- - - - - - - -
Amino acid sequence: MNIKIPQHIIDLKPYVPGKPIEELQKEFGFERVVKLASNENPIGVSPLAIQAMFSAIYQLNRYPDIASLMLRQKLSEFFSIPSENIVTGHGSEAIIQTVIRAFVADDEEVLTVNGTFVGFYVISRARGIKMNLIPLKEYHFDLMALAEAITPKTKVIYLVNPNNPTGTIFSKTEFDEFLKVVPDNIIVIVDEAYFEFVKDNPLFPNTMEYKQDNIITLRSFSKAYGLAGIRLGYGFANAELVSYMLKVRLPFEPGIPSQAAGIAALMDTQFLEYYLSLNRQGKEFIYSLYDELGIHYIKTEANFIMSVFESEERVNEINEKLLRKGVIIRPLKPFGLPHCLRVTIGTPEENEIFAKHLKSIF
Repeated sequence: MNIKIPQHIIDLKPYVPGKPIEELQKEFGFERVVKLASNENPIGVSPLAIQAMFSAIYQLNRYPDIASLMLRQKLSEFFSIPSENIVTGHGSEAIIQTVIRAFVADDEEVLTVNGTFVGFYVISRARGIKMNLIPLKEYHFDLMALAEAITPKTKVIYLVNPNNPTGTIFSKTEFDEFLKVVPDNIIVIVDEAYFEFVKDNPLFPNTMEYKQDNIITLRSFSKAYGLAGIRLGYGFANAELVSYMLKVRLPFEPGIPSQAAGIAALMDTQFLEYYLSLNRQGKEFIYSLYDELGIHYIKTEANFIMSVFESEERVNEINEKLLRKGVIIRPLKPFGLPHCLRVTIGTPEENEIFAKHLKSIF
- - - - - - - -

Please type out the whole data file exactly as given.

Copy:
Amino acid sequence: MNIKIPQHIIDLKPYVPGKPIEELQKEFGFERVVKLASNENPIGVSPLAIQAMFSAIYQLNRYPDIASLMLRQKLSEFFSIPSENIVTGHGSEAIIQTVIRAFVADDEEVLTVNGTFVGFYVISRARGIKMNLIPLKEYHFDLMALAEAITPKTKVIYLVNPNNPTGTIFSKTEFDEFLKVVPDNIIVIVDEAYFEFVKDNPLFPNTMEYKQDNIITLRSFSKAYGLAGIRLGYGFANAELVSYMLKVRLPFEPGIPSQAAGIAALMDTQFLEYYLSLNRQGKEFIYSLYDELGIHYIKTEANFIMSVFESEERVNEINEKLLRKGVIIRPLKPFGLPHCLRVTIGTPEENEIFAKHLKSIF
Repeated sequence: MNIKIPQHIIDLKPYVPGKPIEELQKEFGFERVVKLASNENPIGVSPLAIQAMFSAIYQLNRYPDIASLMLRQKLSEFFSIPSENIVTGHGSEAIIQTVIRAFVADDEEVLTVNGTFVGFYVISRARGIKMNLIPLKEYHFDLMALAEAITPKTKVIYLVNPNNPTGTIFSKTEFDEFLKVVPDNIIVIVDEAYFEFVKDNPLFPNTMEYKQDNIITLRSFSKAYGLAGIRLGYGFANAELVSYMLKVRLPFEPGIPSQAAGIAALMDTQFLEYYLSLNRQGKEFIYSLYDELGIHYIKTEANFIMSVFESEERVNEINEKLLRKGVIIRPLKPFGLPHCLRVTIGTPEENEIFAKHLKSIF